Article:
North Korea: The Many Religions of an Atheist Country
Religions of North Korea: Shamanism, Christianity, Juche, Chondoism and Buddhism in the most isolated country of the World
With the exception of war or pandemic times, most countries in the World are somehow open to foreigners.
One famous exception is the Democratic Republic of Korea (DPRK), so secluded that many prefer riding their fantasies over learning something about it.
Getting a clue on the country is indeed no easy task.
When it comes to religion, we face the fact that North Korea gives no official data on it, so all info is based on estimates.
North Korean Constitution states that citizens enjoy freedom of religion, as well as “freedom to oppose religion”.
In fact, there is evidence of past and present religious persecutions and most people are atheists, but the religious palette is surprisingly colorful.
At this point, a reminder is needed: Korea was a unified country since the late 14th Century to 1948.
This means Koreans enjoyed a standardized language, homogeneous culture and similar religious beliefs for centuries.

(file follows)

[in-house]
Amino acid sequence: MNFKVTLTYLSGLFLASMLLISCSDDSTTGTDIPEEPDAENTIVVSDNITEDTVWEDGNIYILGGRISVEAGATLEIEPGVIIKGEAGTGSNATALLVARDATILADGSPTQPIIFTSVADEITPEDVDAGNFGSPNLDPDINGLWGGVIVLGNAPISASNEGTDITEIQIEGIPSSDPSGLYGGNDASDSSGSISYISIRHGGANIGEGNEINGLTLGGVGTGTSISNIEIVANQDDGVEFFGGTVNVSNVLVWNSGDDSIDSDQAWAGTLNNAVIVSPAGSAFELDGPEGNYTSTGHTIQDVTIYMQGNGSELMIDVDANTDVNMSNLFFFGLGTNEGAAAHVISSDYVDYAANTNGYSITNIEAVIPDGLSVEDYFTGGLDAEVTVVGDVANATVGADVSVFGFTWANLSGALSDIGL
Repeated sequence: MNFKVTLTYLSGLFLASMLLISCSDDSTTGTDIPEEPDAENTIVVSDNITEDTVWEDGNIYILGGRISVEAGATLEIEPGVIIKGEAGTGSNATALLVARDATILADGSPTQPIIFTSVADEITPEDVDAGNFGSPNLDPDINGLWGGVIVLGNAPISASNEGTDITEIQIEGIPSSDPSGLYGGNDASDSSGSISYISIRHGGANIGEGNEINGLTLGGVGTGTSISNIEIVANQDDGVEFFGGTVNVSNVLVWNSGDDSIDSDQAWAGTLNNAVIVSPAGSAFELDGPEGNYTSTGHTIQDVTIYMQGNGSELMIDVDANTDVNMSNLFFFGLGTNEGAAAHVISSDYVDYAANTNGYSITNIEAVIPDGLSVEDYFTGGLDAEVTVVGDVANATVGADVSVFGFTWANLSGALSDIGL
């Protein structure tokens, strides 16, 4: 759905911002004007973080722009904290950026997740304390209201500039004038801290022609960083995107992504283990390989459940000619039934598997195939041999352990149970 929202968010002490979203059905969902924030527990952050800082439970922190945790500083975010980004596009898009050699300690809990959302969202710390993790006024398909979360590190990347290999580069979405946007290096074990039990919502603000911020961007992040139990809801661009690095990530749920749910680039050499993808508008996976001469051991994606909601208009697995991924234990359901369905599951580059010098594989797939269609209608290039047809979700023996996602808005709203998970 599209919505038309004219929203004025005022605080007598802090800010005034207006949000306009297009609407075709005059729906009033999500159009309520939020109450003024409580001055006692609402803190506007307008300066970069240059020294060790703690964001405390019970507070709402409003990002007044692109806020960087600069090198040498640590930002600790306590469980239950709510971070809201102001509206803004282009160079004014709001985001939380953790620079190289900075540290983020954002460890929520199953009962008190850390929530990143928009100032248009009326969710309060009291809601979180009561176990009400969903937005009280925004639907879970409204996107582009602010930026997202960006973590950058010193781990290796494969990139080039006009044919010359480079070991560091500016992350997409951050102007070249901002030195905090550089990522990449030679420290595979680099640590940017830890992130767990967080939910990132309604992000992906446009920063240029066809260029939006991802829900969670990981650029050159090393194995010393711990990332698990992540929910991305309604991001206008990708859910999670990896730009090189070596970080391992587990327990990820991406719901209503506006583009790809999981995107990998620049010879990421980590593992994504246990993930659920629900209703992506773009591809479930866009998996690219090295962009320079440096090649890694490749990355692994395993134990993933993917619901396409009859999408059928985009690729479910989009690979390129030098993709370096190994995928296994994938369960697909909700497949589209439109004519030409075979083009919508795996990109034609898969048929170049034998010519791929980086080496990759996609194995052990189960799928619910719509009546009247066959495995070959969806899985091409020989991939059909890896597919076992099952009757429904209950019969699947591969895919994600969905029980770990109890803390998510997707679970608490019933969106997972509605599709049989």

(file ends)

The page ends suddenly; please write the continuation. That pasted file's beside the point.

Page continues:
Unsurprisingly, the division between a Communist North and a Capitalist South brought very rapid historical upheavals.
Two facts will give you an idea about how fast were such changes:
1. Before 1940s, around 25–30% of Pyongyang population was Christian, earning it the nickname “Jerusalem of the East“.
2. Even Kim Il Sung’s mother (✝ 1932) was a Presbyterian deaconess and his father was a devout Christian too.
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SHAMANISM: Ancient Way of the Spirits
Korean Shamanism(신교, 神教) is based on the belief in Gods, Ancestors and Spirits and the power of the Shamans to communicate with them.
It has been around since prehistory and despite being persecuted for centuries, it’s still alive in the country.
Some estimates even consider Shamanism the single most popular religion in North Korea.
However, Shamanism has no centralized structure or formal membership, so it is almost impossible to confirm this.
Yet we do know that most North Korean shamans are kangshinmu (not hereditary) and that many fled to the South to avoid persecution.
Some affirm that shamanism in North Korea is ineradicable and that people (including top elites) consult Shamans before making important decisions.
Shamanism is not even mentioned in the official page of DPR Korea, so I guess the only way to get more info is to go there and get it yourself.